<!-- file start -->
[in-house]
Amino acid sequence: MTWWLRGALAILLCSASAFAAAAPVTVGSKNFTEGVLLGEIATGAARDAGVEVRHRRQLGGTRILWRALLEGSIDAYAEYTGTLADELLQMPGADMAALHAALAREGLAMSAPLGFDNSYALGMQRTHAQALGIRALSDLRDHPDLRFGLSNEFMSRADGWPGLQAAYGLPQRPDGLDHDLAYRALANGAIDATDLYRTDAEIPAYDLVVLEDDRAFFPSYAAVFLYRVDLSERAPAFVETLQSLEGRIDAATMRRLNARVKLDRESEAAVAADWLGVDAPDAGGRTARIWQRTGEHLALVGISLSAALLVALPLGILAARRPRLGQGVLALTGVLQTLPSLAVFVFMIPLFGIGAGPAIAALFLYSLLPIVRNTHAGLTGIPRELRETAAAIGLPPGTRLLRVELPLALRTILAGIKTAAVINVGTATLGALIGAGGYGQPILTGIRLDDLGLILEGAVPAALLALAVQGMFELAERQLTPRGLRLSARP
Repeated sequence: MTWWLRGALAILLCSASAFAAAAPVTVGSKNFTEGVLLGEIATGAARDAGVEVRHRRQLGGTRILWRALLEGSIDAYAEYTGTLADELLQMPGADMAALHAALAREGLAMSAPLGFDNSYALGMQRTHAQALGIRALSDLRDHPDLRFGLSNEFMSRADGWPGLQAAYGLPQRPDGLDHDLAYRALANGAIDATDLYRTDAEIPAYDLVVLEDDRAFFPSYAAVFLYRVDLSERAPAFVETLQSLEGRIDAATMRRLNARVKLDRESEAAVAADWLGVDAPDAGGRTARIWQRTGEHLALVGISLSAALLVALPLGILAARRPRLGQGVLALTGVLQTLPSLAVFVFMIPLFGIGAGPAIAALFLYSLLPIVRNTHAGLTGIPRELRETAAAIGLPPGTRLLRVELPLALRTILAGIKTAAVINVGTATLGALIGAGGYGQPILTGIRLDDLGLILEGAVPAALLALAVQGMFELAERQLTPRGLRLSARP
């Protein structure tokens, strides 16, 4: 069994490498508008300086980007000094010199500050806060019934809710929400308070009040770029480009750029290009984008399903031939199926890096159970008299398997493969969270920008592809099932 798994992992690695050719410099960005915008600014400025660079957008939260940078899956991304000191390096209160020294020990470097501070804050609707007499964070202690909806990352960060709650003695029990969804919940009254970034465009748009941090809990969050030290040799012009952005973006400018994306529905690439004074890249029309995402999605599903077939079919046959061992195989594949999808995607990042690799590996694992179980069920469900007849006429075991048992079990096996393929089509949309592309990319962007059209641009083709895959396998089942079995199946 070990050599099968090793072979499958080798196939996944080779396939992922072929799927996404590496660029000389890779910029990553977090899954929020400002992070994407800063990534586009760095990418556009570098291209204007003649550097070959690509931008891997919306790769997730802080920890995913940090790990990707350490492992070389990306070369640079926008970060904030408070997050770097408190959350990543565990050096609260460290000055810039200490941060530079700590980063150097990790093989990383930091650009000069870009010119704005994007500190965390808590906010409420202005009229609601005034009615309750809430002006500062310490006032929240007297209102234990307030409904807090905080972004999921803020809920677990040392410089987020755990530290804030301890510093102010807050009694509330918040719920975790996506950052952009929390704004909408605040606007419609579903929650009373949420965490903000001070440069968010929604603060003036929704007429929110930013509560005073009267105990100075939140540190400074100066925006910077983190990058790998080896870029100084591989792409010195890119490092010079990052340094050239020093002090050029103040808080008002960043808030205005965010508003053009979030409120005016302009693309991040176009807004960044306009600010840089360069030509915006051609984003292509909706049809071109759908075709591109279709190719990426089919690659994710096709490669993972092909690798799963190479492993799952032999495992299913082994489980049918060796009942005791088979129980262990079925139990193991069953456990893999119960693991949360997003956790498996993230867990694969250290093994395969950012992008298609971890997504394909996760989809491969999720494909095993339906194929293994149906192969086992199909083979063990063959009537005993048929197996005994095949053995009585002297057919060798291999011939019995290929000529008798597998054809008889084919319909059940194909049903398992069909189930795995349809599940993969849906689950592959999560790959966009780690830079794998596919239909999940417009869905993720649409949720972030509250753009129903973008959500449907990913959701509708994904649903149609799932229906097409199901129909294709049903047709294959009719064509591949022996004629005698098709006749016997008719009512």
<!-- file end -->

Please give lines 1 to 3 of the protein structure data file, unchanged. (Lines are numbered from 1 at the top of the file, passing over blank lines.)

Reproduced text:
[in-house]
Amino acid sequence: MTWWLRGALAILLCSASAFAAAAPVTVGSKNFTEGVLLGEIATGAARDAGVEVRHRRQLGGTRILWRALLEGSIDAYAEYTGTLADELLQMPGADMAALHAALAREGLAMSAPLGFDNSYALGMQRTHAQALGIRALSDLRDHPDLRFGLSNEFMSRADGWPGLQAAYGLPQRPDGLDHDLAYRALANGAIDATDLYRTDAEIPAYDLVVLEDDRAFFPSYAAVFLYRVDLSERAPAFVETLQSLEGRIDAATMRRLNARVKLDRESEAAVAADWLGVDAPDAGGRTARIWQRTGEHLALVGISLSAALLVALPLGILAARRPRLGQGVLALTGVLQTLPSLAVFVFMIPLFGIGAGPAIAALFLYSLLPIVRNTHAGLTGIPRELRETAAAIGLPPGTRLLRVELPLALRTILAGIKTAAVINVGTATLGALIGAGGYGQPILTGIRLDDLGLILEGAVPAALLALAVQGMFELAERQLTPRGLRLSARP
Repeated sequence: MTWWLRGALAILLCSASAFAAAAPVTVGSKNFTEGVLLGEIATGAARDAGVEVRHRRQLGGTRILWRALLEGSIDAYAEYTGTLADELLQMPGADMAALHAALAREGLAMSAPLGFDNSYALGMQRTHAQALGIRALSDLRDHPDLRFGLSNEFMSRADGWPGLQAAYGLPQRPDGLDHDLAYRALANGAIDATDLYRTDAEIPAYDLVVLEDDRAFFPSYAAVFLYRVDLSERAPAFVETLQSLEGRIDAATMRRLNARVKLDRESEAAVAADWLGVDAPDAGGRTARIWQRTGEHLALVGISLSAALLVALPLGILAARRPRLGQGVLALTGVLQTLPSLAVFVFMIPLFGIGAGPAIAALFLYSLLPIVRNTHAGLTGIPRELRETAAAIGLPPGTRLLRVELPLALRTILAGIKTAAVINVGTATLGALIGAGGYGQPILTGIRLDDLGLILEGAVPAALLALAVQGMFELAERQLTPRGLRLSARP